Plasminogen Activator Inhibitor-2 Polymorphism Associates with Recurrent Coronary Event Risk in Patients with High HDL and C-Reactive Protein Levels
Authors: Corsetti, James P.; Salzman, Peter; Ryan, Dan; Moss, Arthur J.; Zareba, Wojciech; Sparks, Charles E.
The objective of this work was to investigate whether fibrinolysis plays a role in establishing recurrent coronary event risk in a previously identified group of postinfarction patients. This group of patients was defined as having concurrently high levels of high-density lipoprotein cholesterol (HDL-C) and C-reactive protein (CRP) and was previously demonstrated to be at high-risk for recurrent coronary events. Potential risk associations of a genetic polymorphism of plasminogen activator inhibitor-2 (PAI-2) were probed as well as potential modulatory effects on such risk of a polymorphism of low-density lipoprotein receptor related protein (LRP-1), a scavenger receptor known to be involved in fibrinolysis in the context of cellular internalization of plasminogen activator/plansminogen activator inhibitor complexes. To this end, Cox multivariable modeling was performed as a function of genetic polymorphisms of PAI-2 (SERPINB, rs6095) and LRP-1 (LRP1, rs1800156) as well as a set of clinical parameters, blood biomarkers, and genetic polymorphisms previously demonstrated to be significantly and independently associated with risk in the study population including cholesteryl ester transfer protein (CETP, rs708272), p22phox (CYBA, rs4673), and thrombospondin-4 (THBS4, rs1866389). Risk association was demonstrated for the reference allele of the PAI-2 polymorphism (hazard ratio 0.41 per allele, 95% CI 0.20-0.84, p=0.014) along with continued significant risk associations for the p22phox and thrombospondin-4 polymorphisms. Additionally, further analysis revealed interaction of the LRP-1 and PAI-2 polymorphisms in generating differential risk that was illustrated using Kaplan-Meier survival analysis. We conclude from the study that fibrinolysis likely plays a role in establishing recurrent coronary risk in postinfarction patients with concurrently high levels of HDL-C and CRP as manifested by differential effects on risk by polymorphisms of several genes linked to key actions involved in the fibrinolytic process.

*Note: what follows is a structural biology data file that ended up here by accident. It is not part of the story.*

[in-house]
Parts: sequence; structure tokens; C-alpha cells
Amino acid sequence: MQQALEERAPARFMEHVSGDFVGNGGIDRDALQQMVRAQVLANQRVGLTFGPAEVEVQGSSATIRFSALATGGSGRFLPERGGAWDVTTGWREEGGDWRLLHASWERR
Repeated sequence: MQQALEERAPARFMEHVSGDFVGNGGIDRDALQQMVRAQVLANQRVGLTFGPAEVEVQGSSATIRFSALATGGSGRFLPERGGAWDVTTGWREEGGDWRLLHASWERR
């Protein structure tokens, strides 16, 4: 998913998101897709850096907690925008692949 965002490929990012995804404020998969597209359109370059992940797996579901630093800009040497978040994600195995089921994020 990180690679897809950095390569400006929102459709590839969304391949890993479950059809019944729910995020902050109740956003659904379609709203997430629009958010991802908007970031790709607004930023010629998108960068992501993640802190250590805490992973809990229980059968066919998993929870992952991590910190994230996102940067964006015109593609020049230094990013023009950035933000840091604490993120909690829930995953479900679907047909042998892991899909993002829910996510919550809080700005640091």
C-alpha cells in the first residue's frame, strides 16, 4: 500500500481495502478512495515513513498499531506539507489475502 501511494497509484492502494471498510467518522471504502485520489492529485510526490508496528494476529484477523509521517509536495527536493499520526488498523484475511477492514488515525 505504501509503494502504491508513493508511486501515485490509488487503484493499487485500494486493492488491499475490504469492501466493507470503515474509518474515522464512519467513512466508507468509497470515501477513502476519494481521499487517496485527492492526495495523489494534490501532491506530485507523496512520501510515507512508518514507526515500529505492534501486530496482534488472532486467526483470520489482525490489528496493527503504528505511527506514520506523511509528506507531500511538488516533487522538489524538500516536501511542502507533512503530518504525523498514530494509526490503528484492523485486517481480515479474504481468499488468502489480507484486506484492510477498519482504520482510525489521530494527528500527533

Increased coagulation factor XIII activity but not genetic variants of coagulation factors is associated with myocardial infarction in young patients
JOURNAL OF THROMBOSIS AND THROMBOLYSIS
Authors: Ambroziak, M.; Kurylowicz, A.; Budaj, A.
The aim of the study was to investigate the possible role of coagulation factor XIII (FXIII) plasma activity and its gene (F13A1) Val34Leu variant as well as thrombospondin-2 gene (THBS2) T/G 3 ' UTR and thrombospondin-4 gene (THBS4) Ala387Pro variants in the development of myocardial infarction (MI) in young patients. The studied group consisted of 158 patients aged < 50 years with MI, and the control groups consisted of 150 healthy people aged < 50 years and 202 patients suffering from MI aged >= 50 years. Factor XIII activity was measured by photometric assay; genetic variants were determined using the restriction fragment length polymorphism (RFLP) method. FXIII activity was significantly higher in the young MI group compared with young healthy controls and the MI >= 50 group (126.2 U/dl vs. 109.6 U/dl, p < 0.0001; 126.2 U/dl vs. 119.8 U/dl, p = 0.01, respectively). FXIII activity did not correlate with F13A1 gene variants. F13A1, THBS2 and THBS4 genotypes were equally distributed in all studied groups. There was also no statistically significant differences in the prevalence of the extended CC/TT/GG haplotype of F13A1/THBS2/THBS4 variants between the young MI group and the young healthy control group and between the young MI group and the MI aged >= 50 group. In conclusion, our study revealed that increased FXIII activity is associated with an increased risk of MI in young patients. None of studied single genetic variants-F13A1 Val34Leu, THBS2 T/G 3 ' UTR and THBS4 Ala387Pro-and the extended CC/TT/GG haplotype of F13A1/THBS2/THBS4 genes was associated with MI in young age.